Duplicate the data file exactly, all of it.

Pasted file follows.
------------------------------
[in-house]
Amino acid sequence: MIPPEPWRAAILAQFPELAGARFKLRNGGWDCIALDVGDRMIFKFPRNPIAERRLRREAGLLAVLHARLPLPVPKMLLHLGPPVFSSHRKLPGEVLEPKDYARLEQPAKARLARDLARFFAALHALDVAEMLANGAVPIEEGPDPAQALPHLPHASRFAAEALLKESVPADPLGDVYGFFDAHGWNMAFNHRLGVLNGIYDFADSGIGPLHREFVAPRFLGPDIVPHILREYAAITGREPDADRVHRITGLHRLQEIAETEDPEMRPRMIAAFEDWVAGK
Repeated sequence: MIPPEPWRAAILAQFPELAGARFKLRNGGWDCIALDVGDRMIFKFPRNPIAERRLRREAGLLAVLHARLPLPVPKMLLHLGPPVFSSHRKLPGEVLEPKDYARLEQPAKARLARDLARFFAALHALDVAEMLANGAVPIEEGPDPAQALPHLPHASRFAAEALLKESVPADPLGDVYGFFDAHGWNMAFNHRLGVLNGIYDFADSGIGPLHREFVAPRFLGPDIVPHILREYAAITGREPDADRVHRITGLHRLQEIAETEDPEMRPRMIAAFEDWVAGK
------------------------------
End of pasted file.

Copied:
[in-house]
Amino acid sequence: MIPPEPWRAAILAQFPELAGARFKLRNGGWDCIALDVGDRMIFKFPRNPIAERRLRREAGLLAVLHARLPLPVPKMLLHLGPPVFSSHRKLPGEVLEPKDYARLEQPAKARLARDLARFFAALHALDVAEMLANGAVPIEEGPDPAQALPHLPHASRFAAEALLKESVPADPLGDVYGFFDAHGWNMAFNHRLGVLNGIYDFADSGIGPLHREFVAPRFLGPDIVPHILREYAAITGREPDADRVHRITGLHRLQEIAETEDPEMRPRMIAAFEDWVAGK
Repeated sequence: MIPPEPWRAAILAQFPELAGARFKLRNGGWDCIALDVGDRMIFKFPRNPIAERRLRREAGLLAVLHARLPLPVPKMLLHLGPPVFSSHRKLPGEVLEPKDYARLEQPAKARLARDLARFFAALHALDVAEMLANGAVPIEEGPDPAQALPHLPHASRFAAEALLKESVPADPLGDVYGFFDAHGWNMAFNHRLGVLNGIYDFADSGIGPLHREFVAPRFLGPDIVPHILREYAAITGREPDADRVHRITGLHRLQEIAETEDPEMRPRMIAAFEDWVAGK